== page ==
Join        Login             Stock Quote

Employment Data: Structural Issues Remain To Complicate Outlook

 May 04, 2012 01:12 PM

(By R. Chandrasekaran) The job data announced by the Government has disappointed economists as well as market men. Though there are gains from sectors such as manufacturing, health, education and business services, there are some weakness in construction and government that resulted in smaller than predicted gains. There are also structural issues that remain and could complicate the outlook further.

In the last three months, job gains averaged 176K with the private sector witnessing 183K average jobs. In the same period, manufacturing gains averaged 31,000, while the private service sector jobs averaged 111K. Construction employment would have benefited from the seasonal factors in the initial months, and it was likely that some payback was witnessed in March and April.

[Related -Reversals After a Gap on the Open Could Mean Anything]

Though there seemed to have been cyclical recovery or expansion with more jobs in manufacturing as well as non-manufacturing, the recovery is below par as State and local government witnesses restructuring, economist from Wells Fargo wrote in a research note.

Importantly, income growth maintains the modest job gains thus suggesting consumer spending supports sustained economic growth. But the rate of gains remains slower compared to the previous two economic expansions, according to Wells Fargo economist. Aggregate worked hours grew 0.1 percent and 2.1 percent on a yearly basis in the last three months. In the meantime, average hourly earnings witnessed 1.8 percent year-over-year.

Meanwhile, long-term jobless and a falling participation rate remain issues. This was evident in the continued elevated level of the median duration of jobless and the lowest participation pace after 1979. The extension of jobless gains has also some influence on jobless duration. The larger the issue suggests that many labors don't have the required skill sets for employers in the location where they are seeking jobs. This also causes long spells of jobless or a withdrawal from the labor force, views Wells Fargo.

[Related -Jobless Claims Fall To 15-Year Low]

The wider difference in jobless by education also reflects the changed state of labor demand versus the romanticized labor market of 30 years following the World War II. At that point of time, there was outsized demand for low and semi-skilled workers as a result of post-war consumer boom and limited gains from technology. This has completely diminished currently. This structural issue clearly suggests that there should be job-specific skills development. Given the current situation, the structural issues will continue to remain and could make the outlook difficult.

iOnTheMarket Premium


Post Comment -- Login is required to post message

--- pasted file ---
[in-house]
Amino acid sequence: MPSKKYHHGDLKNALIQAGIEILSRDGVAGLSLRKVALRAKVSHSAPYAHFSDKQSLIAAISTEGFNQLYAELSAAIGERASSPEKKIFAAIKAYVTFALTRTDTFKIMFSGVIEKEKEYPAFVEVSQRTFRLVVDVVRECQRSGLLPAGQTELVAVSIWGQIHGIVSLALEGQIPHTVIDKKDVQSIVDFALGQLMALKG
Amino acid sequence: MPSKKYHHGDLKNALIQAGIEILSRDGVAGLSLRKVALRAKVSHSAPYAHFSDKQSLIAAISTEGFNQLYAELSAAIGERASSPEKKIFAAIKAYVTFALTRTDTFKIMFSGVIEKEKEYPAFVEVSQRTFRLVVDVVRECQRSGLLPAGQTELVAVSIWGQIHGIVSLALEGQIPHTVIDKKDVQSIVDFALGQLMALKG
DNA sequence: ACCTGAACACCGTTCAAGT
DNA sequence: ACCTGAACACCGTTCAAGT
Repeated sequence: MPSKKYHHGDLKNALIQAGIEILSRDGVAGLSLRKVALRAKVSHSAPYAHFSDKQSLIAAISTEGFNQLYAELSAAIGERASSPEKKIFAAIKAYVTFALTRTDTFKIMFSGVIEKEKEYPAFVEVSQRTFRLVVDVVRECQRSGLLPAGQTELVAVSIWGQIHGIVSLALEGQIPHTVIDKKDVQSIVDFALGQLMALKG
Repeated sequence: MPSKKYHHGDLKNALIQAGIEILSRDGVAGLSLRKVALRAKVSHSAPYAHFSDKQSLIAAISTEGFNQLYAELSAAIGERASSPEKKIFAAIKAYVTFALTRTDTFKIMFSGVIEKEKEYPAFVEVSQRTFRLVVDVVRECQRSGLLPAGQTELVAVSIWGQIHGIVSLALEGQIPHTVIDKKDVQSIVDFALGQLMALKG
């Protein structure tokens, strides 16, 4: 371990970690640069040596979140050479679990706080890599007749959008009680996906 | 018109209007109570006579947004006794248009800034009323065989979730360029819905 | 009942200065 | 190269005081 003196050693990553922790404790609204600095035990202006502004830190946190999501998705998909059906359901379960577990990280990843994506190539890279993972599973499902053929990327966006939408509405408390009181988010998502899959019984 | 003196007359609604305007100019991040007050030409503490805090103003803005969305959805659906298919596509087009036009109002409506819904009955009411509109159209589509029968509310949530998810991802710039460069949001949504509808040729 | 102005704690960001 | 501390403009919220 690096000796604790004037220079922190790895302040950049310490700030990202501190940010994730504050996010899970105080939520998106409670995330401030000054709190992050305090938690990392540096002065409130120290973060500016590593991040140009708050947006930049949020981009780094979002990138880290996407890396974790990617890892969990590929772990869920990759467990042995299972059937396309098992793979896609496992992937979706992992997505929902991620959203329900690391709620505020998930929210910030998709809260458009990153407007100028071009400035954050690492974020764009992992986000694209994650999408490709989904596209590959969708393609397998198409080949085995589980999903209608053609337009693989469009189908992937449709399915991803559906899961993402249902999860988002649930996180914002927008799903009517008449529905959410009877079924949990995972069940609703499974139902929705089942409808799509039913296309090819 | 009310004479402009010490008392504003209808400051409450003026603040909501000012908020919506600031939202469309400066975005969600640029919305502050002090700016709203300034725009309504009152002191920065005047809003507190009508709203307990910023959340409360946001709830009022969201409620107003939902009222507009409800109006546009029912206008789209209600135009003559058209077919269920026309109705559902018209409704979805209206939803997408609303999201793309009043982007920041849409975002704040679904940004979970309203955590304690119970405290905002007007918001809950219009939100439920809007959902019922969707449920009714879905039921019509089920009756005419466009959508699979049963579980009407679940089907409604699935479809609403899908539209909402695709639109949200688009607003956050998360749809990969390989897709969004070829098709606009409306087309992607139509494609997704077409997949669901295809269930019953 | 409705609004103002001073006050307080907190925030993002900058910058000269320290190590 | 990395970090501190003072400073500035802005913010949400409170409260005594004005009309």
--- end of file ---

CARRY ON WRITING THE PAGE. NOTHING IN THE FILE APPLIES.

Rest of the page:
Alert for new comments:
Your email:
Your Website:

rss feed

Latest Stories

article imageReversals After a Gap on the Open Could Mean Anything

Yesterday stock indexes gapped up on the open but then reversed course to close sharply lower. This type of read on...

article imageJobless Claims Fall To 15-Year Low

After reading today’s weekly update on jobless claims the Fed’s comment yesterday that “economic activity read on...

article imageGreece, EMU and Democracy

One more post on Greece, possibly not the last read on...

article imageA Tangled Tale Of Rate Hikes & Inflation Expectations

The Federal Reserve continues to signal that it will start raising interest rates later this year, read on...

Popular Articles

Daily Sector Scan
Partner Center

Related Articles:

Greece, EMU and Democracy
More Articles on: Economics Data

Fundamental data is provided by Zacks Investment Research, and Commentary, news and Press Releases provided by YellowBrix and Quotemedia.
All information provided "as is" for informational purposes only, not intended for trading purposes or advice. iStockAnalyst.com is not an investment adviser and does not provide, endorse or review any information or data contained herein.
The blog articles are opinions by respective blogger. By using this site you are agreeing to terms and conditions posted on respective bloggers' website.
The postings/comments on the site may or may not be from reliable sources. Neither iStockAnalyst nor any of its independent providers is liable for any informational errors, incompleteness, or delays, or for any actions taken in reliance on information contained herein. You are solely responsible for the investment decisions made by you and the consequences resulting therefrom. By accessing the iStockAnalyst.com site, you agree not to redistribute the information found therein.
The sector scan is based on 15-30 minutes delayed data. The Pattern scan is based on EOD data.